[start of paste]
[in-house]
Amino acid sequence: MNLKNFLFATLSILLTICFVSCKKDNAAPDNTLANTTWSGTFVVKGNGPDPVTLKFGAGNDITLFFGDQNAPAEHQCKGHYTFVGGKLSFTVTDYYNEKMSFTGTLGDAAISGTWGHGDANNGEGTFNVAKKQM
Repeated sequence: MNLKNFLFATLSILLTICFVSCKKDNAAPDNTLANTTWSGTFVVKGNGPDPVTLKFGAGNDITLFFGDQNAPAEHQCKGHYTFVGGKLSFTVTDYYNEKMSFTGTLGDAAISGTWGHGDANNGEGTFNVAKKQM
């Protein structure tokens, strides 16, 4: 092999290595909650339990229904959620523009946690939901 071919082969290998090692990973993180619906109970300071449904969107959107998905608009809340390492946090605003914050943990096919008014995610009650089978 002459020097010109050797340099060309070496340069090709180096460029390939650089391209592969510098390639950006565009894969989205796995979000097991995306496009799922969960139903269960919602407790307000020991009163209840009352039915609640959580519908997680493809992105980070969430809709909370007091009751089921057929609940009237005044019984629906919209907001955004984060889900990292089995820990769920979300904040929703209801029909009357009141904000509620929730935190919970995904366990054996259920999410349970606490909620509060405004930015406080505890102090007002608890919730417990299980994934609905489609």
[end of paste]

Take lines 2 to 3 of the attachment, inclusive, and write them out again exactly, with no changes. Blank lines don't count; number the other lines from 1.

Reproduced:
Amino acid sequence: MNLKNFLFATLSILLTICFVSCKKDNAAPDNTLANTTWSGTFVVKGNGPDPVTLKFGAGNDITLFFGDQNAPAEHQCKGHYTFVGGKLSFTVTDYYNEKMSFTGTLGDAAISGTWGHGDANNGEGTFNVAKKQM
Repeated sequence: MNLKNFLFATLSILLTICFVSCKKDNAAPDNTLANTTWSGTFVVKGNGPDPVTLKFGAGNDITLFFGDQNAPAEHQCKGHYTFVGGKLSFTVTDYYNEKMSFTGTLGDAAISGTWGHGDANNGEGTFNVAKKQM